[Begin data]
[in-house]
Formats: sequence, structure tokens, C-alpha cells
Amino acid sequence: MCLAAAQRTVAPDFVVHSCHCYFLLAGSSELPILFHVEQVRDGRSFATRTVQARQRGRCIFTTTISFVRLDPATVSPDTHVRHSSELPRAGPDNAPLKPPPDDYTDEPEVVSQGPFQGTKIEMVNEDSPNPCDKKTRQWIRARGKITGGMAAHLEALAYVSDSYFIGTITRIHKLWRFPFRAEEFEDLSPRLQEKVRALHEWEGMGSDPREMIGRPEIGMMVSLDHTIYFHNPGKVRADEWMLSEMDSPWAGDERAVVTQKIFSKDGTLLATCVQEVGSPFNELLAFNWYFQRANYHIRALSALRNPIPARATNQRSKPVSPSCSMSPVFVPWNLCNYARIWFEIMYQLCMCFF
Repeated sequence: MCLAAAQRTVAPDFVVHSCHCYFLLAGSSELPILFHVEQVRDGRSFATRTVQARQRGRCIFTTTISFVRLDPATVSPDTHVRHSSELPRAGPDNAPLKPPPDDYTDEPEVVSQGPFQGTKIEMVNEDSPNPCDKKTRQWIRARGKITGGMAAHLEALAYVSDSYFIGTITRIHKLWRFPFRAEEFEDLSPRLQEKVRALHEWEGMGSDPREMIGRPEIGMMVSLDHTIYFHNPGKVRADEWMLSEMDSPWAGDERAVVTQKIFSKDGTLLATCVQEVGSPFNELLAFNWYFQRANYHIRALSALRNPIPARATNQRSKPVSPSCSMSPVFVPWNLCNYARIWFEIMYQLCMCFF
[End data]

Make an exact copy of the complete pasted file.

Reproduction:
[in-house]
Formats: sequence, structure tokens, C-alpha cells
Amino acid sequence: MCLAAAQRTVAPDFVVHSCHCYFLLAGSSELPILFHVEQVRDGRSFATRTVQARQRGRCIFTTTISFVRLDPATVSPDTHVRHSSELPRAGPDNAPLKPPPDDYTDEPEVVSQGPFQGTKIEMVNEDSPNPCDKKTRQWIRARGKITGGMAAHLEALAYVSDSYFIGTITRIHKLWRFPFRAEEFEDLSPRLQEKVRALHEWEGMGSDPREMIGRPEIGMMVSLDHTIYFHNPGKVRADEWMLSEMDSPWAGDERAVVTQKIFSKDGTLLATCVQEVGSPFNELLAFNWYFQRANYHIRALSALRNPIPARATNQRSKPVSPSCSMSPVFVPWNLCNYARIWFEIMYQLCMCFF
Repeated sequence: MCLAAAQRTVAPDFVVHSCHCYFLLAGSSELPILFHVEQVRDGRSFATRTVQARQRGRCIFTTTISFVRLDPATVSPDTHVRHSSELPRAGPDNAPLKPPPDDYTDEPEVVSQGPFQGTKIEMVNEDSPNPCDKKTRQWIRARGKITGGMAAHLEALAYVSDSYFIGTITRIHKLWRFPFRAEEFEDLSPRLQEKVRALHEWEGMGSDPREMIGRPEIGMMVSLDHTIYFHNPGKVRADEWMLSEMDSPWAGDERAVVTQKIFSKDGTLLATCVQEVGSPFNELLAFNWYFQRANYHIRALSALRNPIPARATNQRSKPVSPSCSMSPVFVPWNLCNYARIWFEIMYQLCMCFF